AquaWatch Australia to keep an eye on the nation's waterways
The quality of Australia’s inland waterways, reservoirs and coastal environments is set to be monitored by a fleet of satellites and a network of ground-based sensors within a 12-month scoping study led by AquaWatch Australia.
Developed by CSIRO, the AquaWatch Australia initiative is one of many aimed at solving Australia’s biggest challenges, including ensuring effective management of our most vital resource — water.
Data gathered from space provides critical insights into water quality, but observation satellites currently provide only 60-70% coverage of major Australian water bodies.
To fill this gap, AquaWatch aims to complement existing systems to create a national monitoring system using an extensive network of ground-based sensors placed throughout Australia’s rivers and waterways. The sensors will work alongside purpose-designed observation satellites to deliver real-time updates, predictive analytics and forecast warnings.
In order to deliver the scoping study, CSIRO and SmartSat are collaborating with partners from the research sector, government agencies and industry, including the University of Queensland, UNSW Canberra, Curtin University, Frontier SI, Water Research Australia and SatDek.
SmartSat CEO Professor Andy Koronios said the AquaWatch scoping phase will include assessing the current range of water quality monitoring programs across Australia, while also identifying opportunities to drive efficiencies, advancements and adoption of new technology.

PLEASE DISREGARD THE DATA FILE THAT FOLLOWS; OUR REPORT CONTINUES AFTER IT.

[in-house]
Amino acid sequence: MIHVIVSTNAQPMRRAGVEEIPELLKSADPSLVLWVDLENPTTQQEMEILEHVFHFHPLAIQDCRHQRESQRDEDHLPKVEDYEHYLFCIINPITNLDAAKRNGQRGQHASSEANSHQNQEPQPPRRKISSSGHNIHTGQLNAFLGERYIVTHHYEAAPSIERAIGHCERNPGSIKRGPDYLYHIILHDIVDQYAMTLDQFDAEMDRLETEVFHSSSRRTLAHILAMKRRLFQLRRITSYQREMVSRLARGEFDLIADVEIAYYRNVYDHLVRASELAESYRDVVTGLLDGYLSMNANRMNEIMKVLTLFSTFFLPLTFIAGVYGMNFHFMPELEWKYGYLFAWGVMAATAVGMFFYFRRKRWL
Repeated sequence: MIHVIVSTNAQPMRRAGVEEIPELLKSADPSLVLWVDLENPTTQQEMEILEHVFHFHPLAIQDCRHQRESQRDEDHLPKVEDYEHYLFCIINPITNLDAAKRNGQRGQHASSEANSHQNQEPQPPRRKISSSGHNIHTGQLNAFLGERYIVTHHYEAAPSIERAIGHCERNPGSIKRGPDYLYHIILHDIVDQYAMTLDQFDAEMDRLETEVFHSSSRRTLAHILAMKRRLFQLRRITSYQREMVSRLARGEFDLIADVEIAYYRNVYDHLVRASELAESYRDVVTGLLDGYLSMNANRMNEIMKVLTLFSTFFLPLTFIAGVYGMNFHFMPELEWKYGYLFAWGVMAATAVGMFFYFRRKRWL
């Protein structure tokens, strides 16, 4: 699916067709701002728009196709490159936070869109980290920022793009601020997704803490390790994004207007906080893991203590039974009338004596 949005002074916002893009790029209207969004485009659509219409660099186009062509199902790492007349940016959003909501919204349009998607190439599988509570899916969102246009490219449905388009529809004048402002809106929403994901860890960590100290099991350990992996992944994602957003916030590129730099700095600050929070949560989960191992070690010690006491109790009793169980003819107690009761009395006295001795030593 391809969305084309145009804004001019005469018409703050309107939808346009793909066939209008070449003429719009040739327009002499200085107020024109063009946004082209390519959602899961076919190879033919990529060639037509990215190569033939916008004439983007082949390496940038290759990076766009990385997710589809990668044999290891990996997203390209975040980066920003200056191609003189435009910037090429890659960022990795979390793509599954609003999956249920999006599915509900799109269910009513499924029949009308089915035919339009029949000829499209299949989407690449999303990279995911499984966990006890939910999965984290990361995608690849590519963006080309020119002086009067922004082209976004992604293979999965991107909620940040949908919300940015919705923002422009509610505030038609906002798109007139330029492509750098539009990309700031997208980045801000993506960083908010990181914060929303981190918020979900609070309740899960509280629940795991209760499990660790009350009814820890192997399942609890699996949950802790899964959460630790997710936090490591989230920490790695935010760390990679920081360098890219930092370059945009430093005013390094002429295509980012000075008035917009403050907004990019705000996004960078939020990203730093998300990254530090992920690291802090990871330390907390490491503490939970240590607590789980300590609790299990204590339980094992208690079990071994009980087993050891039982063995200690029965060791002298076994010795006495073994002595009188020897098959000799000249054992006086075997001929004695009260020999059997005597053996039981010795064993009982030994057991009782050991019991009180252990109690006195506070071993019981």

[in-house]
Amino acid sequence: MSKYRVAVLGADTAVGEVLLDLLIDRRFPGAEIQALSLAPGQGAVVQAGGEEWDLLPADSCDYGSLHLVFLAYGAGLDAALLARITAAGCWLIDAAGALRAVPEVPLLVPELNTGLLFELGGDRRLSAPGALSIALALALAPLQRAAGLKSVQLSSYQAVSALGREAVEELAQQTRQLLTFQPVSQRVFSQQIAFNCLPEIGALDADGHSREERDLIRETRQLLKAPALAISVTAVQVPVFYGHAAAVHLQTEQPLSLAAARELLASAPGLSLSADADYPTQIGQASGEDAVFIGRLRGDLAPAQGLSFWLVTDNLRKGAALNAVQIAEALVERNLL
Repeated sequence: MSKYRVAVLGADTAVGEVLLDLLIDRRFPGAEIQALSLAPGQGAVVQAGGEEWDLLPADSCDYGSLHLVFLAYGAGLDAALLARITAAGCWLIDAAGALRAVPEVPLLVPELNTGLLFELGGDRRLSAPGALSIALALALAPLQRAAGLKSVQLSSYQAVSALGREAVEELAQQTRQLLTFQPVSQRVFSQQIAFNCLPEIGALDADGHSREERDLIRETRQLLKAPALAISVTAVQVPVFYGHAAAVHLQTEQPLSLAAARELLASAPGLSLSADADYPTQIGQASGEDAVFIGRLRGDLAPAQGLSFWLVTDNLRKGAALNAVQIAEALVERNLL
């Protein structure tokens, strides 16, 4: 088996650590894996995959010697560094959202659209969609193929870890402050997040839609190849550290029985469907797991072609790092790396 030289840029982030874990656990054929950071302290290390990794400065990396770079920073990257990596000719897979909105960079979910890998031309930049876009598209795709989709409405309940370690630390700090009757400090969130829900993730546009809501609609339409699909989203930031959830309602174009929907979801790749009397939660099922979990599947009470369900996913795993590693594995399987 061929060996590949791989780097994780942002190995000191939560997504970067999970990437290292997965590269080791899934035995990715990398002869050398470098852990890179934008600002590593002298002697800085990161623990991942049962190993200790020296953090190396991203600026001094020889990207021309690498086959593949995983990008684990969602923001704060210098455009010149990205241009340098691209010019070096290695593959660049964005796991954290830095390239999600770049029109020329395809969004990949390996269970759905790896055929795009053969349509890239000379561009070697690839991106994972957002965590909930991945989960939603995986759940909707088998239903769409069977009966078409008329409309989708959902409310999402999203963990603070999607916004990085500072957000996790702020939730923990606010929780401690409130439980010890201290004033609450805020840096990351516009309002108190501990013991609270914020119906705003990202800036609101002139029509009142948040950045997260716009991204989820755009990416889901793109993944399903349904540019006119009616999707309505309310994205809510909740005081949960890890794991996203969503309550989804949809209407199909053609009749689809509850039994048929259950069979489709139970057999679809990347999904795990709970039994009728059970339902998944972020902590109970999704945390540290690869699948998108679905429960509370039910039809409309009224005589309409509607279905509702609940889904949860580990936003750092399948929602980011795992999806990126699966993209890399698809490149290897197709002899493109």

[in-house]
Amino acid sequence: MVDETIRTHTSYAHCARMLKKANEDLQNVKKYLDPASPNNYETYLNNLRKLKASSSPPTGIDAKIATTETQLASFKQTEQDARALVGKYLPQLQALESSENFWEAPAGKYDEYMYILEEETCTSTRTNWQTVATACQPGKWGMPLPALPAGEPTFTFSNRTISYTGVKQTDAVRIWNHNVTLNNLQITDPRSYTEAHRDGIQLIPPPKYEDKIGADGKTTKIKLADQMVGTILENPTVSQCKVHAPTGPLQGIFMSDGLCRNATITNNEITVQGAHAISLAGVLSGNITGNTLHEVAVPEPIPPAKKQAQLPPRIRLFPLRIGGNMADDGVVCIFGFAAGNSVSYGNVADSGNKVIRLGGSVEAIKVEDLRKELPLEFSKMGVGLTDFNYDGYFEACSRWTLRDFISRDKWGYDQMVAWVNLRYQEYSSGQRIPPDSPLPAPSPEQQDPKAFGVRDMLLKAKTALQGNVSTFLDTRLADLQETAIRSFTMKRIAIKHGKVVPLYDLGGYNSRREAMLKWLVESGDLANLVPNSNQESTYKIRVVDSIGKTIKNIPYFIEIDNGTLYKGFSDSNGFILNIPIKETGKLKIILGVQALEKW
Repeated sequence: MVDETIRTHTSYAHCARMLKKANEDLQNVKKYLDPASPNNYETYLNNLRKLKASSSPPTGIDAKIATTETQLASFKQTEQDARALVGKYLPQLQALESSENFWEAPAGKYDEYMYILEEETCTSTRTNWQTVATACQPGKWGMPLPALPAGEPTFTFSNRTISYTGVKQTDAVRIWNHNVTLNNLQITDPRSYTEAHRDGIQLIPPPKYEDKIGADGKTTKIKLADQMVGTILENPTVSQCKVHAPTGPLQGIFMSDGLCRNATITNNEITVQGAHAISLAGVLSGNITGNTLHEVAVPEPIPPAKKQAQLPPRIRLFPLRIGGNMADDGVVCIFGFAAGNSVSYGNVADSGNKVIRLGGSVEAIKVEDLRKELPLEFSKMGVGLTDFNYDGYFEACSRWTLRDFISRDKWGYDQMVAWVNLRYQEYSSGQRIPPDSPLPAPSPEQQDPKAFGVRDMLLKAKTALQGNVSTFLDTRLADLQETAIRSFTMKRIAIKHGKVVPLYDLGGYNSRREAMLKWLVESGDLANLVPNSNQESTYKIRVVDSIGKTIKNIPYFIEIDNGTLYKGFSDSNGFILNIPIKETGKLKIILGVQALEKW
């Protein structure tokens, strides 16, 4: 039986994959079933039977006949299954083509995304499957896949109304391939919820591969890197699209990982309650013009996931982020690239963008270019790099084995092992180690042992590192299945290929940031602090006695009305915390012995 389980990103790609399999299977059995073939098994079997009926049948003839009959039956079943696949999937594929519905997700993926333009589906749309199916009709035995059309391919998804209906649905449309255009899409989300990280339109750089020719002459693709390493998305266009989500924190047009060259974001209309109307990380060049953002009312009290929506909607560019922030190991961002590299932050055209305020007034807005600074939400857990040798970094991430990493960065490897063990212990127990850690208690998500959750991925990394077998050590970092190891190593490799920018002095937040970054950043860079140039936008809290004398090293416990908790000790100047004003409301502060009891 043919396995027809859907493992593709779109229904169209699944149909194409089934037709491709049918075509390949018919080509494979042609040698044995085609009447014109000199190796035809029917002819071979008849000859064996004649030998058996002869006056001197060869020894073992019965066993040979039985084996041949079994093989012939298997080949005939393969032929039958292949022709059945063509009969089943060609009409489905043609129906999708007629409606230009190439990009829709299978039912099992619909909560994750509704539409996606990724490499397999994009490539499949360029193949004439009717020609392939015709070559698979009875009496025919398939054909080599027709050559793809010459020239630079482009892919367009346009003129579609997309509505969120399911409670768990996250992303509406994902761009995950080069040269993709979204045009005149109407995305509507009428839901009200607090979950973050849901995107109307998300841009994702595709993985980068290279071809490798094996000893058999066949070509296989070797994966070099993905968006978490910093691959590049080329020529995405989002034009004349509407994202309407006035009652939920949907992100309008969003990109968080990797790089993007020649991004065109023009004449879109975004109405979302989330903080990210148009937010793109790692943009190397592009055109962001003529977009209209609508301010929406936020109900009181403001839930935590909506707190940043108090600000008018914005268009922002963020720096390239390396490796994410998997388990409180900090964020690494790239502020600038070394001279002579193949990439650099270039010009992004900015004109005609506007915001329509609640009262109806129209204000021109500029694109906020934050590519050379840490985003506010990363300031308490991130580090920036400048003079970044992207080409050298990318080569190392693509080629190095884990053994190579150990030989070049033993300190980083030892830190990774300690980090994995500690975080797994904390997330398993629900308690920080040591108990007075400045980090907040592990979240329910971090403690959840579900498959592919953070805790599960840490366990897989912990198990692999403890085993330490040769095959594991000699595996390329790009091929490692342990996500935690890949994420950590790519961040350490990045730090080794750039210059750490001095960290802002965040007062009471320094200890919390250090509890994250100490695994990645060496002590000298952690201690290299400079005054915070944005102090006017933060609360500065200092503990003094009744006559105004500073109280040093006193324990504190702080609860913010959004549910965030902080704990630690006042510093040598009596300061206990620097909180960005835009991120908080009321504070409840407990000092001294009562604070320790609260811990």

"As well as monitoring the health of our inland rivers, dams and waterways, the project aims to grow the industry and create new job opportunities across the environmental data services sector, primary industry and agriculture and support drought resilience efforts," Koronios said.
"We think the project has great potential to deliver two-fold benefits of improving water quality management as well as creating new skills and job opportunities in Australia across a range of industries.
"AquaWatch is a cornerstone of SmartSat's research portfolio, which focuses on developing technologies to help solve some of Australia's biggest challenges."
CSIRO Centre for Earth Observation Director Dr Alex Held said early consultation will engage with collaborators from across industry, research and government.
"We want to work directly with water agencies, community leaders and industry to better understand the challenges faced in water health monitoring," Held said.
"Working with our project partners we will analyse the core elements required to establish an integrated space infrastructure network and create the domestic technical capability to build it.
"This will help inform the development of future local advanced manufacturing opportunities, water modelling and Earth observation data analysis and applications.”
Held said the outcome of the scoping study could lay the foundation for more comprehensive national water monitoring in Australia.
"The outcomes could lead to a step-change in Australia's national water quality information delivery, supporting decision makers in water agencies, local communities, water utilities and commercial water users to provide safe drinking water and manage this precious natural resource,” he said.
Following the scoping phase, it is believed AquaWatch may also have potential to monitor coastal wetlands, aquaculture farms, riparian vegetation and terrestrial biodiversity, mine sites, mangroves and coral reef environments.
The Australian Water Association podcast has previously spoken to CSIRO's Tim Malthus about this topic. Listen here.